Venezuelan Daily Brief

Published in association with The DVA Group and The Selinger Group, the Venezuelan Daily Brief provides bi-weekly summaries of key news items affecting bulk commodities and the general business environment in Venezuela.

Thursday, July 7, 2016

July 07, 2016

International Trade

Venezuela exported 18,000 square meters of granite during the first half of 2016

Venezuela exported 18,000 square meters of granite during the first half of 2016, according to Arnaldo García Herrera, President of the Venezuelan Granite Association. He said 35 containers went to different markets, and the amount must be doubled during the next semesters. Exported granite comes from quarries in Cojedes and Bolivar states. More in Spanish: (El Universal,


Oil & Energy

Venezuela’s oil production expected to drop even further

The latest reports from BANK OF AMERICA, MERRILL LYNCH and BARCLAYS CAPITAL all indicate that Venezuela’s oil output could continue contracting and hurt the country’s cash flow even further. BOFA says that a rapid downfall in the nation’s savings, absent lasting adjustments by the government over time increases the probability “of a default in the next years”. BARCLAY’s says the drop in production is not due to “external variables, but is directly or indirectly impacted by the deepening political and economic crisis in Venezuela.” It says as long as the crisis continues, oil production will continue to diminish, and now has revised its estimates for a drop in production in 2016 upwards, to 300-350,000 BPD. BOFA adds that the lack of official economic indicators increases uncertainty over Venezuela’s economy, and says hyperinflation is possible. More in Spanish: (El Nacional:


PDVSA lowered contributions to Development Fund by 90% in 2015

The severe drop in oil prices has directly hit PDVSA’s contributions to the National Development Fund (FONDEN) for social projects. The company’s latest reports show that it contributed only US$ 974 million during 2015, down 90.6% from US$ 10.4 billion in 2014. More in Spanish: (Summarium:


Crisis-struck Venezuela sends fuel oil tankers into tight Singapore market

Crisis-struck Venezuela is sending two supertankers filled with fuel oil across the oceans to Singapore, in what traders described as a surprise move that could help reduce a tight market. Shipping data in Thomson Reuters Eikon shows that two fully-laden very large crude carriers, the New Dream chartered by PetroChina and the Trafigura-chartered Britanis, are heading to Singapore with 270,000 tons each of fuel oil from the Bonaire Terminal owned by Petroleos de Venezuela. Venezuelan exports of residual fuel oil have been sporadic into Singapore since the start of the year but the city-state has taken in 997,000 ton over the past three weeks from the country, recent government data showed. The total amount of fuel oil arriving in Singapore from Venezuela between early June and early August is at least 1.5 million tonnes, according to International Enterprise (IE) Singapore and ship-tracking data. (Reuters,; El Universal,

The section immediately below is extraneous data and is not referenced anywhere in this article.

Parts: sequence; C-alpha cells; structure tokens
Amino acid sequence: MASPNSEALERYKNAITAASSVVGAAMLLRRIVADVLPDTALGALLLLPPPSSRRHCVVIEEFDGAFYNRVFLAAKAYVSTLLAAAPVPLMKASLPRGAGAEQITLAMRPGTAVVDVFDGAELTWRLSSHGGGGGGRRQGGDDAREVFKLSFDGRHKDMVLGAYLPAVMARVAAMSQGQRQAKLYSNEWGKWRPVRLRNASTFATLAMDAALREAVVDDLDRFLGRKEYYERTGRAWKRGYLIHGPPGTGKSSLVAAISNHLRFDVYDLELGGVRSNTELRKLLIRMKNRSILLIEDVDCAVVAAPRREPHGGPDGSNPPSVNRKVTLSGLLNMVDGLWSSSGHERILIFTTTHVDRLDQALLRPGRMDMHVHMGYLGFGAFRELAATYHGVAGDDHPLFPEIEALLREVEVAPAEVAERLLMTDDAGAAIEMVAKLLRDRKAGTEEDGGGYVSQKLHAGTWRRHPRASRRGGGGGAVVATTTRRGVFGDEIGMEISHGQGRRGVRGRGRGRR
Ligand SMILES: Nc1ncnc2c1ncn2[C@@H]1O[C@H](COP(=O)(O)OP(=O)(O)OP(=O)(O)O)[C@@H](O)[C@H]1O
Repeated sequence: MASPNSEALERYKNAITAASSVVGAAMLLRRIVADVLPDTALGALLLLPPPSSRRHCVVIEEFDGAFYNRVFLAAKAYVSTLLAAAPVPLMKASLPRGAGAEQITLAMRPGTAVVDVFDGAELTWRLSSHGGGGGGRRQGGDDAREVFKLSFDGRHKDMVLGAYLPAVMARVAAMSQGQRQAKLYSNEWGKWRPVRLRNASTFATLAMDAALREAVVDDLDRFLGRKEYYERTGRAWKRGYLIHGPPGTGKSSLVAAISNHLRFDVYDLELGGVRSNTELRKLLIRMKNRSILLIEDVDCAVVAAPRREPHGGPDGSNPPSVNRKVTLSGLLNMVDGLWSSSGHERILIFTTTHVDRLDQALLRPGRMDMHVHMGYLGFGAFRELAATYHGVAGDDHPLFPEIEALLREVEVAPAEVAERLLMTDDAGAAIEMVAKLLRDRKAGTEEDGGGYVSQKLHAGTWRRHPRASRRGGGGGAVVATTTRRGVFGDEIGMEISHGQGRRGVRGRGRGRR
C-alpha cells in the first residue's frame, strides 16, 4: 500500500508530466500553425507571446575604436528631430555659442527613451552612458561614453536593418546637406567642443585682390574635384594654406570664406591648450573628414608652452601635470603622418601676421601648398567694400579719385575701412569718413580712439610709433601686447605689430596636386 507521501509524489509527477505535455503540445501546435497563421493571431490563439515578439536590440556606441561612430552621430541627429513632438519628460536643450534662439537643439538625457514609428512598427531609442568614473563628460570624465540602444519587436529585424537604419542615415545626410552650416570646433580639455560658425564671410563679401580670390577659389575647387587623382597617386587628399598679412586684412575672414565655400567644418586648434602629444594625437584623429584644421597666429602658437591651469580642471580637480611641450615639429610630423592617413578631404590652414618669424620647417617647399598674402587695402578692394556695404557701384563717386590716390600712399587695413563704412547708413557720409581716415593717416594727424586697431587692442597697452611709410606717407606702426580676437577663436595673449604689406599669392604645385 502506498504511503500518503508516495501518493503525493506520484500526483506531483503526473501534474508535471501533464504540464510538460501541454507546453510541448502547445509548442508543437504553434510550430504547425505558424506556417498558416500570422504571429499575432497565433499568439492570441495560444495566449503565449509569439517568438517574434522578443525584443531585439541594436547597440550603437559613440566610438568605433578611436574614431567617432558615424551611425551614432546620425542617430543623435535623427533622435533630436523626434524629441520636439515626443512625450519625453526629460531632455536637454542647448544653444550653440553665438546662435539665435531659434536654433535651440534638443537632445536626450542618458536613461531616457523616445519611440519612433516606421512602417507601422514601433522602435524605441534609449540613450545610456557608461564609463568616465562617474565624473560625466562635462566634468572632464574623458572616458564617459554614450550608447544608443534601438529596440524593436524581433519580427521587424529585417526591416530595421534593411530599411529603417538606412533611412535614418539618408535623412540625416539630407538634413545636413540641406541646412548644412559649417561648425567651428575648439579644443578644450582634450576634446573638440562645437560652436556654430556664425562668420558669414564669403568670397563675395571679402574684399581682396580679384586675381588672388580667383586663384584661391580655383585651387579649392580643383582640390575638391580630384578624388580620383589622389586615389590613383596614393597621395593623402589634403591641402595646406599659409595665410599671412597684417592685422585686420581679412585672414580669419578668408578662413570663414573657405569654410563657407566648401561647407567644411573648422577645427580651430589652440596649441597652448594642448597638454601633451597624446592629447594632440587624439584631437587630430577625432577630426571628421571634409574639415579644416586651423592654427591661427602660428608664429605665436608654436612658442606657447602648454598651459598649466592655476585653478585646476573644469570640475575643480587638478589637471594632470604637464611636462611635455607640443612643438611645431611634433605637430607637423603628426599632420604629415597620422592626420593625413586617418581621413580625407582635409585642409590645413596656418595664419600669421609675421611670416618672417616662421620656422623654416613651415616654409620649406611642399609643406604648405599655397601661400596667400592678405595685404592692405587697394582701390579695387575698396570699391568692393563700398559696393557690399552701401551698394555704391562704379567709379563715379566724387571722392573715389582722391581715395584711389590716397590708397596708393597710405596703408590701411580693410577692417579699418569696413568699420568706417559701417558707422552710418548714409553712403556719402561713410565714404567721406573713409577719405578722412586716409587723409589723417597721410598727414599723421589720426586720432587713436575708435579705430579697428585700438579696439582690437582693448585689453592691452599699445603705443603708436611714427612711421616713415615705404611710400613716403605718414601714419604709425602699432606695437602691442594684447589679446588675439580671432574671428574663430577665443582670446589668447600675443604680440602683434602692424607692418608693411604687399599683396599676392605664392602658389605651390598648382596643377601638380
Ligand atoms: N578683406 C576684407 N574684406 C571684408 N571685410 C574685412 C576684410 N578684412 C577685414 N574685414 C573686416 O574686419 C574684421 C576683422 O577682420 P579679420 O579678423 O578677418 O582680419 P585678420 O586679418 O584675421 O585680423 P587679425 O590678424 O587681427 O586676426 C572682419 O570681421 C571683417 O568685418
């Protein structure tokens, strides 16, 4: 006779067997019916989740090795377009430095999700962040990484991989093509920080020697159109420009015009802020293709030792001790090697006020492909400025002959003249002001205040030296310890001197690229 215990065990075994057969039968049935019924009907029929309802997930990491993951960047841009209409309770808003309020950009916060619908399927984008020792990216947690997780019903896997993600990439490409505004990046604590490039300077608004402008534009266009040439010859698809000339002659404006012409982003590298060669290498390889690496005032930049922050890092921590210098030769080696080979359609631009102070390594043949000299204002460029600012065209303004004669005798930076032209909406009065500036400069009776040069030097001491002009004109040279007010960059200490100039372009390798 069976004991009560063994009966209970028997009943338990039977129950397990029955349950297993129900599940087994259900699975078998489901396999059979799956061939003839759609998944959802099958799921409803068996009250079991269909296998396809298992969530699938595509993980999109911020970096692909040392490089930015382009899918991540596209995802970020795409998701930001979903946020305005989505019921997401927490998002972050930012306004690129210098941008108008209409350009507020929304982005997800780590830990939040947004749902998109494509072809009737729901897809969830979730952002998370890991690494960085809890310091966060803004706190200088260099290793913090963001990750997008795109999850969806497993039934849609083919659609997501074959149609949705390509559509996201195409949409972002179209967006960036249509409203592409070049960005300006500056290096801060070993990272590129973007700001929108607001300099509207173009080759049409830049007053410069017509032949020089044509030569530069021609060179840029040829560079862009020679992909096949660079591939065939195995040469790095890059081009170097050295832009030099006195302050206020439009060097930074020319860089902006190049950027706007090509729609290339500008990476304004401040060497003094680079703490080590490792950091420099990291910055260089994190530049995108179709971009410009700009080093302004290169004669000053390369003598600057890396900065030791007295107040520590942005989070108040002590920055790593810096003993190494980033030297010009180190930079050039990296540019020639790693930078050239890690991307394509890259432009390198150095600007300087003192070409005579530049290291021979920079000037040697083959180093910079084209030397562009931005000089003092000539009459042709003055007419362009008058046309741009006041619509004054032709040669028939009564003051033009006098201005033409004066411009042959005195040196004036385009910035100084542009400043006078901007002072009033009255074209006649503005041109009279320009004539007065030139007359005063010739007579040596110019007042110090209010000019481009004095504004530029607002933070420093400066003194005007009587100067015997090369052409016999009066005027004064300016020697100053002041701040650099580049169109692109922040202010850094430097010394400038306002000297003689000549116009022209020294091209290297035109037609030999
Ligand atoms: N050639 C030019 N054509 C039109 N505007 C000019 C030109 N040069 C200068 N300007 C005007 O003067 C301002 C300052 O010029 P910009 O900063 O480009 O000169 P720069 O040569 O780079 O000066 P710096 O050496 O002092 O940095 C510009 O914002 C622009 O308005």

POLAR to renew beer production

POLAR has received 19,797 tons of malted barley to fill its inventories through December this year, and has gradually called workers back to start production. Distribution is expected to start next week, at adjusted prices. The company has also received 253,227 tons of cromed tin from Colombia. More in Spanish: (El Mundo,; Ultimas Noticias,



Economy & Finance

JP Morgan estimates Venezuela’s deficit will be US$ 10.9 billion

JP Morgan is estimating that if the average price of Venezuela’s oil rises to US$ 36 per barrel, it’s current account deficit will be US$ 10.9 billion this year. The firm says estimates are estimating even lower crude exports and an US$             18-20 billion cut in in imports. It adds a default may be avoided by drastically reducing imports, and getting more financial aid from China. More in Spanish: (El Nacional,


Domestic economy in downward spiral:

  • Government owes local industry US$ 12 billion, massive industrial shutdown probable

Juan Pablo Olalquiaga, President of the National Industry Council (CONINDUSTRIA) says “the government has not taken steps to increase production. All the contrary, the situation is now worse (than six months ago) due nothing has happened since the “industrial motor” was implemented (as a government policy) six months ago due to critical raw material inventories”. He says the government’s debt with local industry for paying external suppliers is now up to around US$ 12 billion, and there will be no further dispatches to Venezuela unless debts are honored. Olalquiaga adds that “industry is at a critical stage at this moment, and if there is no turnaround, a massive industrial shutdown is coming”. Yet he adds: “There is the expectation of a change in the country due to the government’s inability to manage the economy. Failure is so obvious that a change has to come.”